Since I was curious about any research underpinnings to shore up Marc Prensky's TLT presentation on the "Digital Native" generation, I went trolling to DEOS-L. Here's the responses so far:
"There's Don Tapscott's "Growing up Digital: The Rise of the Net Generation" (1998), an outline of which you can find at http://www.growingupdigital.com/ . However, when I read the book, I recall thinking that his sample of students was not really representative of the 'net generation' as a whole, but rather focused on a fairly privileged middle class to upper midle-class group. However, he mentions multi-processing only in passing.
Theoretically, the following article suggests that human brains in general are capable of multi-processing:
Human Brain's 'Mastermind' Located By Jennifer Viegas, Discovery News
July 20, 2005 - Humans attempt to do many things at the same time,
such as driving and chatting on the phone, or working and listening
to music, and now research suggests why such multitasking may be
possible: the brain appears to have its own control center.
However, I suspect that young brains are 'hard-wired' by the multiplicity of electronic media they're exposed to at a younger age and hence develop greater facility in multi-tasking" .....Alex Kuskis
Elizabeth Fanning, apparently so slouch at educational game design herself, said this:
"i'm very familiar with marc prensky and his work. despite the logic of what prensky may have to say about natives and non-natives, after having worked as an instructional designer and in adult learning for more than 15 years, i would have to say that as a species, we are more adaptable than it might be suggested that age limits us in being. that is, i have been pleasantly surprised by older people adapting to creating new schema frameworks based on how we can currently access and process information. unfortunately, i know of no formal studies on this, although a friend of mine did do a pilot study to explore it further, using instant messaging and computation tasks -- and found no significant difference."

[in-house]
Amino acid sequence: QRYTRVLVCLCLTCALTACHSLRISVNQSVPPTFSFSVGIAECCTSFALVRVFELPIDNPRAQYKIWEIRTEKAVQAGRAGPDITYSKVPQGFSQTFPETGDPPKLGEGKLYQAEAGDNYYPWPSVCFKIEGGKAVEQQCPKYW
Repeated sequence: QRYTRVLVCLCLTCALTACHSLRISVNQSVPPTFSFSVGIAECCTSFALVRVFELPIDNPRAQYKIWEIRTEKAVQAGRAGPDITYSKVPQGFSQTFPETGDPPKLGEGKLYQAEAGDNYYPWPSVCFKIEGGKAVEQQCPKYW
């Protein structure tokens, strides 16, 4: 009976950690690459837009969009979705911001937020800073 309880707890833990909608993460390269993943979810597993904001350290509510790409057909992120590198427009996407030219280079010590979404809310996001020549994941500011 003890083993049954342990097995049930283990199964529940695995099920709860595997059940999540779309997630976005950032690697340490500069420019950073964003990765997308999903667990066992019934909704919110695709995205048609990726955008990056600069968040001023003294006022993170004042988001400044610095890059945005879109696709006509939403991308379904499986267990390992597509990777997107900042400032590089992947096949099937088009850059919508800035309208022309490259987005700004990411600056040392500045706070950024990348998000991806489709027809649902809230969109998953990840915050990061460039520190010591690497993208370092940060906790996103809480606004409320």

Lastly, Andrew Chambers' take:
"Personally as a grad student in cognition and education I doubt there is much research yet. I have seen little other than some theoretical musings. However there is a need for clarity on "perform multiple tasks simultaneously". The way the brain processes and stores information depending on the theory you use always requires a user to selectively attend to information as only limited processing can take place "simultaneosuly". There are some who theorise the Net Natives can switch between tasks faster and can thus selectively attend quicker and handle more information than those who haven't been steeped in the new mediums. In essence they aren't processing information in parallel or simultaneosuly, the brains layout and design doesn't really allow for this but they are supposedly attending to more information more quickly.
What is needed is empirical evidence of these heightened abilities. Don't be surprised that they can't come up with evidence as a lot of these researchers simply aren't researchers and their premises are not based on empirical evidence or the research findings are extrapolated from other areas. Whether this extrapolation or "transfer" of findings is valid is the question. Remember that those in business are their to sell you their ideas and services not to do scientificly accurate
studies. Be wary of hype.
Whether quality learning comes from being able to do 3 things simultaneously will depend on how much the information streams complement or interfere with each other and whether there is overloading of short term memory etc. (according to some classic theories of memory and learning)
Personally I believe that ANYONE can become net native it just takes time and practice. In other words one can learn to deal with large amounts of information. All brains are plastic and fluid and can adjust to new complex environments regardless of age and how information is delivered. Having used computers for over 25 years and the net for 15 I could be said to have some of the skills of the net natives. Then again anyone who has been using computers that long or longer would also be in the same league.
The more interesting question is how they are using the technologies. For instance video blogging, chatting, IMing etc and how this could be applied in the learning process. Closing the gap between what they do now and how we build and use classic learning management systems and learning tools is a major issue today. As someone responsible for training academic staff, developing new systems etc it is my job to
close this gap whether it is real or imagined...
See Digital Natives, Digital Immigrants, Part II: Do They Really Think Differently?:
, but be warned Prensky does state at the very top: "Here I present evidence for why I think this is so." This is obviously not a scientific refereed article. I agree with some of the theories espoused here but as you state one just needs hard research evidence..."
So there you have it. Any Ph.D candidates out there need a project?